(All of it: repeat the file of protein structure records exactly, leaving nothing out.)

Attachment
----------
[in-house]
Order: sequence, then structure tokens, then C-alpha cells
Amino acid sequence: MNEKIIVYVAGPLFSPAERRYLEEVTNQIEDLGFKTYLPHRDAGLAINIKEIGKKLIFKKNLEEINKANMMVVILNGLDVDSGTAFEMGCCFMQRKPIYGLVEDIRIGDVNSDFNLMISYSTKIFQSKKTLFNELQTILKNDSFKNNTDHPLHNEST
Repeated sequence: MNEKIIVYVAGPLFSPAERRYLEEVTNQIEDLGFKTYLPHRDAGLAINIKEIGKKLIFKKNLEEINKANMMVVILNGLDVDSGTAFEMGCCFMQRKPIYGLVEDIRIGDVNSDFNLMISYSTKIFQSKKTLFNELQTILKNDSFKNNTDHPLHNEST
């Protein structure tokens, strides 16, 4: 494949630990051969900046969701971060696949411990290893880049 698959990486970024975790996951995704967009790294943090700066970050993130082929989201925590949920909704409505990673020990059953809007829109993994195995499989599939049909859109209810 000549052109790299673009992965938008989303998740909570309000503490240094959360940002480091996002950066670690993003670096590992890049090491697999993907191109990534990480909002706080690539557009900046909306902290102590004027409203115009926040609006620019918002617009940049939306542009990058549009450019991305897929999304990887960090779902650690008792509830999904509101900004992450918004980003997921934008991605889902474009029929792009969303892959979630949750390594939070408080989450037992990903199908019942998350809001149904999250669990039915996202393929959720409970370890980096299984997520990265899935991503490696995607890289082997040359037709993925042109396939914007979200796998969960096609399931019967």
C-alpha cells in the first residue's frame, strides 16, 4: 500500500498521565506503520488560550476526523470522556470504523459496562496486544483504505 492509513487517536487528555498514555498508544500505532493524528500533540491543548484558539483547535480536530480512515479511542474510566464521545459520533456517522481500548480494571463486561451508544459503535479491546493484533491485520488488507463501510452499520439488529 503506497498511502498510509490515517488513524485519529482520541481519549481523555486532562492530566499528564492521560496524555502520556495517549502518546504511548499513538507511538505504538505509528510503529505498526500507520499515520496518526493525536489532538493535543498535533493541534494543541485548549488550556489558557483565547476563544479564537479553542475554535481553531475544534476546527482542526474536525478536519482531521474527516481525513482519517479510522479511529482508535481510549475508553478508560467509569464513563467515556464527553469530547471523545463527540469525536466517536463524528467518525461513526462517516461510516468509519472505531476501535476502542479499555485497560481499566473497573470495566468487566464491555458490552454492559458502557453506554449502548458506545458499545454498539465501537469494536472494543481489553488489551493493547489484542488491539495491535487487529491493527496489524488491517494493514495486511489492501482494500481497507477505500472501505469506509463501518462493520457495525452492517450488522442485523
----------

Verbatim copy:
[in-house]
Order: sequence, then structure tokens, then C-alpha cells
Amino acid sequence: MNEKIIVYVAGPLFSPAERRYLEEVTNQIEDLGFKTYLPHRDAGLAINIKEIGKKLIFKKNLEEINKANMMVVILNGLDVDSGTAFEMGCCFMQRKPIYGLVEDIRIGDVNSDFNLMISYSTKIFQSKKTLFNELQTILKNDSFKNNTDHPLHNEST
Repeated sequence: MNEKIIVYVAGPLFSPAERRYLEEVTNQIEDLGFKTYLPHRDAGLAINIKEIGKKLIFKKNLEEINKANMMVVILNGLDVDSGTAFEMGCCFMQRKPIYGLVEDIRIGDVNSDFNLMISYSTKIFQSKKTLFNELQTILKNDSFKNNTDHPLHNEST
């Protein structure tokens, strides 16, 4: 494949630990051969900046969701971060696949411990290893880049 698959990486970024975790996951995704967009790294943090700066970050993130082929989201925590949920909704409505990673020990059953809007829109993994195995499989599939049909859109209810 000549052109790299673009992965938008989303998740909570309000503490240094959360940002480091996002950066670690993003670096590992890049090491697999993907191109990534990480909002706080690539557009900046909306902290102590004027409203115009926040609006620019918002617009940049939306542009990058549009450019991305897929999304990887960090779902650690008792509830999904509101900004992450918004980003997921934008991605889902474009029929792009969303892959979630949750390594939070408080989450037992990903199908019942998350809001149904999250669990039915996202393929959720409970370890980096299984997520990265899935991503490696995607890289082997040359037709993925042109396939914007979200796998969960096609399931019967």
C-alpha cells in the first residue's frame, strides 16, 4: 500500500498521565506503520488560550476526523470522556470504523459496562496486544483504505 492509513487517536487528555498514555498508544500505532493524528500533540491543548484558539483547535480536530480512515479511542474510566464521545459520533456517522481500548480494571463486561451508544459503535479491546493484533491485520488488507463501510452499520439488529 503506497498511502498510509490515517488513524485519529482520541481519549481523555486532562492530566499528564492521560496524555502520556495517549502518546504511548499513538507511538505504538505509528510503529505498526500507520499515520496518526493525536489532538493535543498535533493541534494543541485548549488550556489558557483565547476563544479564537479553542475554535481553531475544534476546527482542526474536525478536519482531521474527516481525513482519517479510522479511529482508535481510549475508553478508560467509569464513563467515556464527553469530547471523545463527540469525536466517536463524528467518525461513526462517516461510516468509519472505531476501535476502542479499555485497560481499566473497573470495566468487566464491555458490552454492559458502557453506554449502548458506545458499545454498539465501537469494536472494543481489553488489551493493547489484542488491539495491535487487529491493527496489524488491517494493514495486511489492501482494500481497507477505500472501505469506509463501518462493520457495525452492517450488522442485523